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H3K27me3-rich genomic regions can function as silencers to repress gene expression via chromatin interactions

By Yichao Cai, Ying Zhang, Yan Ping Loh, Jia Qi Tng, Mei Chee Lim, Zhendong Cao, Anandhkumar Raju, Erez Lieberman-Aiden, Shang Li, Lakshmanan Manikandan, Vinay Tergaonkar, Greg Tucker-Kellogg, Melissa Jane Fullwood

Posted 28 Jun 2019
bioRxiv DOI: 10.1101/684712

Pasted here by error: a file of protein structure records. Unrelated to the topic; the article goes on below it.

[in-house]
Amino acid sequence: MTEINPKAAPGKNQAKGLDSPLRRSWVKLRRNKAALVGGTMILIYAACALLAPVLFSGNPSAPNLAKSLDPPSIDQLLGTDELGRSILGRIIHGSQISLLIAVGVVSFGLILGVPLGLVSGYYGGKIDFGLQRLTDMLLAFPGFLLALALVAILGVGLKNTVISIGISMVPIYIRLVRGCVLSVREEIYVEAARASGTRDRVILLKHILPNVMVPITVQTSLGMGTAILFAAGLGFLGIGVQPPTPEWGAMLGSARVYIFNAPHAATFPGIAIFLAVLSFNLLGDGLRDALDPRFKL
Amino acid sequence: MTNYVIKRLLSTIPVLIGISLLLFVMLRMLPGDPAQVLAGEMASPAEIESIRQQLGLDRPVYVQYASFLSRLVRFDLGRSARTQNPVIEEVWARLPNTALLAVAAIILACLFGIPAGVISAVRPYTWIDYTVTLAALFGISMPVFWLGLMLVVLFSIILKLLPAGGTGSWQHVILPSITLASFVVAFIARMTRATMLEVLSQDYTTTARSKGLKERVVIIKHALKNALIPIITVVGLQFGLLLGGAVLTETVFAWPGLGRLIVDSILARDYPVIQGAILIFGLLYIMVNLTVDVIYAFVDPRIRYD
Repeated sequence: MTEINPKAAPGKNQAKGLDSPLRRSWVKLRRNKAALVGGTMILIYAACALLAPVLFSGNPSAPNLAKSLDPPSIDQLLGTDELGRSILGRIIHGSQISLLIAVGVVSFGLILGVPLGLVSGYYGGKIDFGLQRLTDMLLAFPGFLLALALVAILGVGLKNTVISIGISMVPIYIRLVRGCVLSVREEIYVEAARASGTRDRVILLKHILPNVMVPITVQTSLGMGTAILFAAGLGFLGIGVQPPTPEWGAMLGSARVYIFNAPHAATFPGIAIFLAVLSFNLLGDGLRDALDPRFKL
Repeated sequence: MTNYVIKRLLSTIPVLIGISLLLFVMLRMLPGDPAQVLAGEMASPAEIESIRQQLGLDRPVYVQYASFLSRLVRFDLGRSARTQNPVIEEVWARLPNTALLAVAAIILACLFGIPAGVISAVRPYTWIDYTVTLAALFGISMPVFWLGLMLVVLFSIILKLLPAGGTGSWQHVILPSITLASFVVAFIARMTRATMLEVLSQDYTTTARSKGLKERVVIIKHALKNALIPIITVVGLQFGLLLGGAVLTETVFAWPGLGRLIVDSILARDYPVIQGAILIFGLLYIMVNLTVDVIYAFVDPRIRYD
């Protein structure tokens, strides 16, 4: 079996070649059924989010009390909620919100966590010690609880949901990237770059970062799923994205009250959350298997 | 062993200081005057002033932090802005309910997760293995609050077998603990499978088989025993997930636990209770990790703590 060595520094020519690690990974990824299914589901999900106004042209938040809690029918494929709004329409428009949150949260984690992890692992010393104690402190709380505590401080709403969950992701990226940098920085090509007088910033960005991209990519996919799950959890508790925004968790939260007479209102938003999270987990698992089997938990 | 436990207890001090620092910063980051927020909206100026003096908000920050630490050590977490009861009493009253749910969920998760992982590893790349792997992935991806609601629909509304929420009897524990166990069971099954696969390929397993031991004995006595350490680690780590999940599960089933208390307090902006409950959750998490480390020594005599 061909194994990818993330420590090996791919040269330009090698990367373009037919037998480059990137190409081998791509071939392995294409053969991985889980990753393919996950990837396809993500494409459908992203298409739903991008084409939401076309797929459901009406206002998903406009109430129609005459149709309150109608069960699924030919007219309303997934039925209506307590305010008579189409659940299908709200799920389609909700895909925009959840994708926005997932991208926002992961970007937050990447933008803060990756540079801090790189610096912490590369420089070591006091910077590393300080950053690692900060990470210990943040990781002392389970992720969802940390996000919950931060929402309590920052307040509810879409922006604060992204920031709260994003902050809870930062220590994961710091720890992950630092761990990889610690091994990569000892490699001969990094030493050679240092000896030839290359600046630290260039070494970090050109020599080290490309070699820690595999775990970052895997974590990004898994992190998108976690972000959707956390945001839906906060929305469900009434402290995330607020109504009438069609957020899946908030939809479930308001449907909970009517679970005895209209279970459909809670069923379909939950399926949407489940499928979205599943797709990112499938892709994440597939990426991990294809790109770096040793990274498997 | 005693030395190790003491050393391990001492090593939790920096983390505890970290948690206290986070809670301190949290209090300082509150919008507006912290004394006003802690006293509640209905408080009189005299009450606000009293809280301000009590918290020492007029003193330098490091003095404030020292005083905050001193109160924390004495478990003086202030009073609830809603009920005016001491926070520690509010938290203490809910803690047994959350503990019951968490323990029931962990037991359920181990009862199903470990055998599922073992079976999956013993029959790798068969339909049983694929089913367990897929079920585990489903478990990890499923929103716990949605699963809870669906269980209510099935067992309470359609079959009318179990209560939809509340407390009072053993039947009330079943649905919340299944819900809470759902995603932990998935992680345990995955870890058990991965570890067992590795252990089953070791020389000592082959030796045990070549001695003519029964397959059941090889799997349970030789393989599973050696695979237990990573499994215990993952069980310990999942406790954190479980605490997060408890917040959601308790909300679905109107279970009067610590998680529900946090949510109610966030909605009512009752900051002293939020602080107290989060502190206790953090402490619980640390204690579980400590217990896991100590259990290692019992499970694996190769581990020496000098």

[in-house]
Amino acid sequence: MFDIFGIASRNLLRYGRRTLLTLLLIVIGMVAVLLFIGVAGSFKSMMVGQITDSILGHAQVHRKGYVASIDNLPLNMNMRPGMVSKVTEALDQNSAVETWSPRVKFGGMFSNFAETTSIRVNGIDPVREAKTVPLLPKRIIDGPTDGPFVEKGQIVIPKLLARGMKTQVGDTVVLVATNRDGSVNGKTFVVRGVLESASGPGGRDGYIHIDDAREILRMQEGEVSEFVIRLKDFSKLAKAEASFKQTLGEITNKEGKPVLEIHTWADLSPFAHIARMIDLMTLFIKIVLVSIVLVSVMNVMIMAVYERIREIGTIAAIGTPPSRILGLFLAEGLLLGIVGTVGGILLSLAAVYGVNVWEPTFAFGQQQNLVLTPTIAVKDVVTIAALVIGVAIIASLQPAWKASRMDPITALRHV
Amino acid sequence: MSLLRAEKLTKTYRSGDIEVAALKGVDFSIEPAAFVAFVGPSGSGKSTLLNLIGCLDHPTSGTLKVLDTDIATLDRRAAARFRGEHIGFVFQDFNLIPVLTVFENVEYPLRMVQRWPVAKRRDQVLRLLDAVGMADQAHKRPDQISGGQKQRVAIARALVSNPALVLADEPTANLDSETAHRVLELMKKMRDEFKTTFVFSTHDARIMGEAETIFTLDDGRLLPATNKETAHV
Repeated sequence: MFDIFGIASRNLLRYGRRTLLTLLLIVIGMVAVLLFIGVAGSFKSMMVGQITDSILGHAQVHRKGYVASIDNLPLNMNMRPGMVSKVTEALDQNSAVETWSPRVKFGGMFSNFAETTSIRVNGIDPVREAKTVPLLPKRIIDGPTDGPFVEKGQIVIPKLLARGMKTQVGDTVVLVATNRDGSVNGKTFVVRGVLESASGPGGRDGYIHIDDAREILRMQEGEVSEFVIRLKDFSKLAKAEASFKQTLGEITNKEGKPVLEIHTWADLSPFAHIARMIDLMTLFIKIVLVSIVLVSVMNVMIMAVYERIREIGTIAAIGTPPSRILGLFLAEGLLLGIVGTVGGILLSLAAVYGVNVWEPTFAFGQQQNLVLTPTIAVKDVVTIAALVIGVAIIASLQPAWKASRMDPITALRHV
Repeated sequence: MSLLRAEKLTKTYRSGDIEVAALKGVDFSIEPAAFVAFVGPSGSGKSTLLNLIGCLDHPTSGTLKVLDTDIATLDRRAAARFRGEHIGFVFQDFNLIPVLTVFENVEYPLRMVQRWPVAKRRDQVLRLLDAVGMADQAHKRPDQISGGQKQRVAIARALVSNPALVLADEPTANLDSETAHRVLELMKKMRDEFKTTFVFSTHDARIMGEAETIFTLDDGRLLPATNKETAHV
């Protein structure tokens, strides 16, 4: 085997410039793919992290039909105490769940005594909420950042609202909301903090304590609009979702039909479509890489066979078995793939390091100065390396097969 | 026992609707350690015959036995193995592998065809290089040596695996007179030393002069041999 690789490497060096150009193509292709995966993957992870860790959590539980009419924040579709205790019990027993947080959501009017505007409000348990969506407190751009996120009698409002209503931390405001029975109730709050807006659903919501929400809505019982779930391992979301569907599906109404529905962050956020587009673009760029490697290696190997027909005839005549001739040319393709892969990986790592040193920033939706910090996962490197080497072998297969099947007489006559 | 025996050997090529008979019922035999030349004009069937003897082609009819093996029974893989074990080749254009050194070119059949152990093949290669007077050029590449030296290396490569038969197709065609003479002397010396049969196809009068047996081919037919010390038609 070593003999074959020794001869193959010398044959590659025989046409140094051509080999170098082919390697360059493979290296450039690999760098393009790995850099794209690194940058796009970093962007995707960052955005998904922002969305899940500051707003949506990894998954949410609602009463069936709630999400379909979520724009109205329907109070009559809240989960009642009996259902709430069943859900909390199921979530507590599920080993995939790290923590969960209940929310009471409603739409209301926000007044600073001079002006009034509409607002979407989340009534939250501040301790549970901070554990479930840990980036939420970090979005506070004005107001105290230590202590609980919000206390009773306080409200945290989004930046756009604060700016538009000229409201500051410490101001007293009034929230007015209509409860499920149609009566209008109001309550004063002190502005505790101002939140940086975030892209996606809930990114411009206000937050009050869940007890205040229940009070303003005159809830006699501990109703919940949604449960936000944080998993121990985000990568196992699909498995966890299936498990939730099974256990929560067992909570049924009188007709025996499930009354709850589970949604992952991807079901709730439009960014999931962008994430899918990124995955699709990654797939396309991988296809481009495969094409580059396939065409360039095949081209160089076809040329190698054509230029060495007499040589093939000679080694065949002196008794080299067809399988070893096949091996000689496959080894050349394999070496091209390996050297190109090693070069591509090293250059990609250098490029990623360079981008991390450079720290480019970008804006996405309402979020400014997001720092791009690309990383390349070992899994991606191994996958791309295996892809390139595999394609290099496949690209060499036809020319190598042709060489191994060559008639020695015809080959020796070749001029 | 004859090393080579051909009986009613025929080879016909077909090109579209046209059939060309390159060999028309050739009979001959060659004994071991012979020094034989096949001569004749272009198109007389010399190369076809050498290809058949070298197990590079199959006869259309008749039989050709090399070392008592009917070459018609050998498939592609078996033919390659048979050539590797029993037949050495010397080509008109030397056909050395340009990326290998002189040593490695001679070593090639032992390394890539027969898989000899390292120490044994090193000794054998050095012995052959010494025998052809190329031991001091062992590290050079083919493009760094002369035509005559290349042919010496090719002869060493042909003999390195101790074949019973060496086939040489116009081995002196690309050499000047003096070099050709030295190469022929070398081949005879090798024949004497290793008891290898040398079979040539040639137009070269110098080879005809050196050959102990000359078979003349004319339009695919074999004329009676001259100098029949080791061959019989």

Gene repression and silencers are poorly understood. We reasoned that H3K27me3-rich regions (MRRs) of the genome defined from clusters of H3K27me3 peaks may be used to identify silencers that can regulate gene expression via proximity or looping. MRRs were associated with chromatin interactions and interact preferentially with each other. MRR component removal at interaction anchors by CRISPR led to upregulation of interacting target genes, altered H3K27me3 and H3K27ac levels at interacting regions, and altered chromatin interactions. Chromatin interactions did not change at regions with high H3K27me3, but regions with low H3K27me3 and high H3K27ac levels showed changes in chromatin interactions. The MRR knockout cells also showed changes in phenotype associated with cell identity, and altered xenograft tumor growth. MRR-associated genes and long-range chromatin interactions were susceptible to H3K27me3 depletion. Our results characterized H3K27me3-rich regions and their mechanisms of functioning via looping. ### Competing Interest Statement The authors have declared no competing interest.

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